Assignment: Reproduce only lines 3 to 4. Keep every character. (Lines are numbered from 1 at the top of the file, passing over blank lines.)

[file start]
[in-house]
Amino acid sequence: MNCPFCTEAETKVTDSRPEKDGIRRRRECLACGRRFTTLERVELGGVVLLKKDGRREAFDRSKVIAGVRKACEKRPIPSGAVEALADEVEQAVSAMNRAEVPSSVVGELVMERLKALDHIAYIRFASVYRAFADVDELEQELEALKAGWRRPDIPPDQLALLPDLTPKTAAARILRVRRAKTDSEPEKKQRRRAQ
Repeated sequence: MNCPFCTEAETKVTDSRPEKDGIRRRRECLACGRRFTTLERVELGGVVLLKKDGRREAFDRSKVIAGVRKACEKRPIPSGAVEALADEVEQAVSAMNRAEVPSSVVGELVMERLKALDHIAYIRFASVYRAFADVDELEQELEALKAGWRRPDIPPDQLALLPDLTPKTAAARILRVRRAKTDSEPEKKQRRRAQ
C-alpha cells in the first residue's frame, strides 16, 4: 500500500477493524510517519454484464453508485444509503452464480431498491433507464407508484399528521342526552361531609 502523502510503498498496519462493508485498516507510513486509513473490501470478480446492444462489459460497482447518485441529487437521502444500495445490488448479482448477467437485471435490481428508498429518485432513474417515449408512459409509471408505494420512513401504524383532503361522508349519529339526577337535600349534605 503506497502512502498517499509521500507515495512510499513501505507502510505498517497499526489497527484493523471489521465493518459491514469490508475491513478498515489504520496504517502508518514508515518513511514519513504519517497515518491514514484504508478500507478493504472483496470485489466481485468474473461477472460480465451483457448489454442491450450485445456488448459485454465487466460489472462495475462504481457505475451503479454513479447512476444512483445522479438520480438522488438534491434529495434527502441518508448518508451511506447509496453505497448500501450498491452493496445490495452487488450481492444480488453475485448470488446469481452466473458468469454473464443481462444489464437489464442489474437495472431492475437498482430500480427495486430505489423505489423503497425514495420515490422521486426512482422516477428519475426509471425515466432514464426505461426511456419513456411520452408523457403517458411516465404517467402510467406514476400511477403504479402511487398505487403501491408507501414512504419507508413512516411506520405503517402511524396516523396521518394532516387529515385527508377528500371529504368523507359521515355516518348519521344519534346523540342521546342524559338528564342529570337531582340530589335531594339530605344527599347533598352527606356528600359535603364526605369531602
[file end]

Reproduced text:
Repeated sequence: MNCPFCTEAETKVTDSRPEKDGIRRRRECLACGRRFTTLERVELGGVVLLKKDGRREAFDRSKVIAGVRKACEKRPIPSGAVEALADEVEQAVSAMNRAEVPSSVVGELVMERLKALDHIAYIRFASVYRAFADVDELEQELEALKAGWRRPDIPPDQLALLPDLTPKTAAARILRVRRAKTDSEPEKKQRRRAQ
C-alpha cells in the first residue's frame, strides 16, 4: 500500500477493524510517519454484464453508485444509503452464480431498491433507464407508484399528521342526552361531609 502523502510503498498496519462493508485498516507510513486509513473490501470478480446492444462489459460497482447518485441529487437521502444500495445490488448479482448477467437485471435490481428508498429518485432513474417515449408512459409509471408505494420512513401504524383532503361522508349519529339526577337535600349534605 503506497502512502498517499509521500507515495512510499513501505507502510505498517497499526489497527484493523471489521465493518459491514469490508475491513478498515489504520496504517502508518514508515518513511514519513504519517497515518491514514484504508478500507478493504472483496470485489466481485468474473461477472460480465451483457448489454442491450450485445456488448459485454465487466460489472462495475462504481457505475451503479454513479447512476444512483445522479438520480438522488438534491434529495434527502441518508448518508451511506447509496453505497448500501450498491452493496445490495452487488450481492444480488453475485448470488446469481452466473458468469454473464443481462444489464437489464442489474437495472431492475437498482430500480427495486430505489423505489423503497425514495420515490422521486426512482422516477428519475426509471425515466432514464426505461426511456419513456411520452408523457403517458411516465404517467402510467406514476400511477403504479402511487398505487403501491408507501414512504419507508413512516411506520405503517402511524396516523396521518394532516387529515385527508377528500371529504368523507359521515355516518348519521344519534346523540342521546342524559338528564342529570337531582340530589335531594339530605344527599347533598352527606356528600359535603364526605369531602